A Lake Too Far

Don Wicklund
Hi-Laker Don Wicklund. Kent Lufkin photo credit.

This month from the archives we have another gem of a story from our friend Don Wicklund. This time he takes us on his fourth attempt at reaching a lake that beckoned his name from the moment he learned of it. Did he make it this time?? Read on to find out! — Tony Curless, HL communications chair


It was late in the year 2000, and I had just left my truck at the Dutch Miller Gap trailhead. As I started what was likely my last hiking adventure of the summer, I began thinking…

A few years ago I would never have considered a backpacking adventure like I expected this one to be. I wasn’t in great physical condition at the time, and I was dealing with a lot of joint pain. Since it seemed my days for strenuous mountain backpacking trips were numbered, I figured I had better get out and pursue my passion before I got “too old.”

However, instead of keeping within my ever-decreasing comfort zone, I pushed myself just a little, and the next time a little more, and then further. I also started taking better care of myself and there I was—about to take on what might’ve been the most demanding hike I’d ever tried, by myself, with rain and possibly snow on the way.

As simple as it may seem, I realized the same principle could be used in many areas of life… exercise, business, relationships, almost anything! Do a little more, go a little further, become a bit more uncomfortable; because the next time, by golly, you’ll likely accomplish more of your ambitions and continue to get better and better.

About a mile or so from the trailhead the path dipped close to the middle fork of the Snoqualmie. From there my plan was to cross the river and head directly up the mountainside. Far above me was the lowest section of the ridge where I hoped to cross over and drop down to my goal—Iceberg Lake.

The name alone made me want to go there. From my studies of the map this route appeared to be the shortest, albeit steepest and probably the most difficult. Looking up, I saw the clouds were low and moving briskly along the tops of the peaks, giving me a brief glimpse of the pass I wanted to cross. Sure, it looked steep, wet, and brushy, but I was ready for the challenge.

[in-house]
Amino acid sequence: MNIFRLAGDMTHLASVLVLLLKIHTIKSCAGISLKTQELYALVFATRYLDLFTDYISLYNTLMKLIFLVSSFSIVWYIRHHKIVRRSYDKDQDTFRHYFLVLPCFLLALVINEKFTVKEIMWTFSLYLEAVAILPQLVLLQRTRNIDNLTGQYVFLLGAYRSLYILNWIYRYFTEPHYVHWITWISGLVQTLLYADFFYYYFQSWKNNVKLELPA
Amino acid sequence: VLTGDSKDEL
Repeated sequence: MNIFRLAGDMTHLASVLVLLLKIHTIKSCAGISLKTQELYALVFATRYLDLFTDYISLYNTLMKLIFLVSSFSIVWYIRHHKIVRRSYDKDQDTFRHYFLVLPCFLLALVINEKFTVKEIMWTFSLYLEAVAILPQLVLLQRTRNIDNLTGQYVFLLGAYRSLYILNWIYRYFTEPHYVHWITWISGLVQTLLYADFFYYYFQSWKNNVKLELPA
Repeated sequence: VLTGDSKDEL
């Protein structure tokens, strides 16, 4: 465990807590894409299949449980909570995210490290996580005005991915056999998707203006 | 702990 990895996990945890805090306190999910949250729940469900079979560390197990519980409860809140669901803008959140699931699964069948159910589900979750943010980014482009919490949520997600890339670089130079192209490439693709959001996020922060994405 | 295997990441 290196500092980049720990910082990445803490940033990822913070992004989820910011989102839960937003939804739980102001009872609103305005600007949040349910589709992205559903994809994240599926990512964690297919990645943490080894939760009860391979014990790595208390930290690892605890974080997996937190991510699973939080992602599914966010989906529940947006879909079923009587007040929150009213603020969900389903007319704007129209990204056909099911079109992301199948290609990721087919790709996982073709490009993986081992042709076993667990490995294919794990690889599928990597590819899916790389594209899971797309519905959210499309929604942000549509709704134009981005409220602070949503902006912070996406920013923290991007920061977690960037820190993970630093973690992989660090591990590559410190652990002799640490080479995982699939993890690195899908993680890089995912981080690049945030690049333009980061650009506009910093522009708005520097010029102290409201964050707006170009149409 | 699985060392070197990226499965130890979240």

Thrice before I have tried to reach this forbidding lake. The first attempt was by way of Park Lakes with a night at Glacier Lake. Then up to Chikamin Lake, where I spent two nights and had a terrific time fishing, especially in the outlet pond.

The afternoon of the second day I worked around the side of the mountain for a panoramic view and a look way down at Iceberg Lake. It was a beautiful turquoise color surrounded by bright snowfields and steep rock.

As an amateur geologist I could easily see the evidence of a glacier that had poured down from the frozen peaks, scoured the bedrock smooth, and quarried rock debris into the lake. It was from that vantage point I realized I would have to go there at some later time, because it was too late in the day and my schedule dictated I head home the following morning.

Another try was by way of Avalanche Lake, a route that proved too difficult due to the thickening vine maple and steep terrain. My third attempt was by going past Glacier Lake again. However, that trip ended on the second day as I was ascending from Glacier when my left calf muscle suddenly decided to rip itself into pieces. That was a loooong limp out.

At the river’s edge I released the 65 pounds of weight from my shoulders and scrambled down to the bank. Using a perfect wading staff fashioned by some artistic beaver, I clambered upstream on the slippery rocks, searching for a point at which I could safely cross.